Here we are approaching ten years into the transition, and you are trying to elicit sympathy because the industry has spent a bit more than $1 billion on DTV over the past decade, while it generated nearly $400 billion in revenues. During that same decade, the cable industry spent well in excess of $50 billion to upgrade its infrastructure so that it can deliver your digital signals (among other things). Now the telcos are making similar investments. And di I mention the cost of developing the DBS services? One satellite can costs nearly as much as what broadcasters have spent on the DTV transition.
Actually, I am NOT asking the industry to fund its own resurrection. What I suggested is that the government use the proceeds from the 700 MHz auctions to pay for the broadcast assets that would be transferred to the spectrum utility. And in return, existing broadcasters would receive some protections related to carriage by the new infrastructure. The ONE fundamental change that i see, is that the networks and stations would pay for use of the new infrastructure. But they would not need to carry expensive transmission assets on their books, and they would not have those huge power bills every month.
This is a much bigger issue that simply protecting a legacy business. We are talking about a fundamental infrastructure for the 21st century in the U.S. We are talking about an investment (like the Interstate highway system) that will fuel innovation and growth for decades to come.
The key is to show broadcasters how they can survive in this new digital world, and to show the public and the politicians that there is a better way to generate revenues from the spectrum.
Craig, your a few years too late; they've already spent that money on the current new system.
Sorry Dale, but I still have little sympathy. The investment to date is relatively small, and many of the assets that have been acquired will continue to have value if used properly in the new infrastructure.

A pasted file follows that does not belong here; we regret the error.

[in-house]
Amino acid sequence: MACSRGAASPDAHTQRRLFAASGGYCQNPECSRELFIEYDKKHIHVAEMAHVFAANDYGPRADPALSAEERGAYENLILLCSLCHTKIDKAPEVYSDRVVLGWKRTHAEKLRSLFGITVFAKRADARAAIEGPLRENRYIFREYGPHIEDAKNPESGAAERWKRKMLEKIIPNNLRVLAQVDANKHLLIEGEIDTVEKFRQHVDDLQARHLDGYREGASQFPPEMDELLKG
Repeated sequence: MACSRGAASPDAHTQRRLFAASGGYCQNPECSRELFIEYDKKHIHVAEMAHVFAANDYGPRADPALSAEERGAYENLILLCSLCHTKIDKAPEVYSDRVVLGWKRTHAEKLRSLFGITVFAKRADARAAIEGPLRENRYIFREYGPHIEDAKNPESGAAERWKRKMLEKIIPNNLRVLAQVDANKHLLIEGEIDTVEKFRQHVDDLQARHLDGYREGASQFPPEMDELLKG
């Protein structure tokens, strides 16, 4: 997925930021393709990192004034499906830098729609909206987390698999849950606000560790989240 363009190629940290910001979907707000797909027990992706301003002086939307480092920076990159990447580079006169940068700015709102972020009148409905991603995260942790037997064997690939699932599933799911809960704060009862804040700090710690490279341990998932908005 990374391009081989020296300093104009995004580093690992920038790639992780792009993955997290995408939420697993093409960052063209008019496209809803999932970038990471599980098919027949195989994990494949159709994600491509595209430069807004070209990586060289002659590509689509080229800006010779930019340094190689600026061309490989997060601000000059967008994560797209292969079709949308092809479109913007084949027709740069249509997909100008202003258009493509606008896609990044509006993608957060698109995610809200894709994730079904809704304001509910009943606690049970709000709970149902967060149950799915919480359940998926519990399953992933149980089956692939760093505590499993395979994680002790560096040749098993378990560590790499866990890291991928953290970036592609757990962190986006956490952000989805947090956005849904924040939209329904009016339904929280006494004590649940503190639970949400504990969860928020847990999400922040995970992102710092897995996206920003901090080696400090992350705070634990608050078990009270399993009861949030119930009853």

Yes, there is a new system. Sadly, it is not going to help broadcasters survive; the only REAL value of this new infrastructure is that it may allow broadcasters to protect retransmission consent. So survival will depend on getting enough revenues from the competitors who re-transmit your signals to make up for the continuous decline in advertising revenues.
Instead of Free TV, we will be paying billions of dollars each year in subscriber fees, which will be collected for you by the companies that have the real infrastructure used to deliver TV services.
I would not necessarily be opposed to your proposal that a well designed and more efficient shared carrier system be constructed. However, the cost of such a reinvented system must be born by those to whom it provides advantage, i.e.: use the auction revenues.
We are in violent agreement. I would also like to tie the hands of the politicians so that they cannot auction more spectrum in the future. We need to manage this resource like the national forests. Let's come up with a plan that uses the spectrum efficiently to deliver services that virtually everyone will use, and let the politicians get a cut of the action on an annual basis.
My point is: in your zeal to reign in what you consider to be a spectrum wasting, overly profitable and undeserving industry, you attempt to make your case by comparing Apples to Elephants.
The media conglomerates are the elephants. You are an apple, and elephants really like to eat apples. If you stay the course you WILL be eaten. Would it not be better to start working on a solution that fundamentally changes the market dynamics so that you can survive?
Dale * Yes, the industry itself had a hand forming these regulations, though that was most often done to gain an advantage over others inside the industry. The CE companies have also had their fingers in that pie; the current DTV conversion is a prime example of something that has been to it's great benefit.
For the record, the CE industry paid the tab for the ATSC standards work. Those broadcasters who even bothered to be involved we mostly concerned that the existing business model be protected. It worked out well for both parties: broadcasters have extended the useful life of NTSc and its inherent protections, and the CE industry was able to use the transition to DTV to help it develop a market for larger and more profitable HDTV displays.
Bottom line, the broadcasters who were involved really did not care if the ATSC standard worked. The main issue was that it not cost too much to implement, and it has not. And the CE industry was happy to give broadcasters a standard that does not threaten the ability of the media conglomerates and the CE industry to make us pay for "Free TV."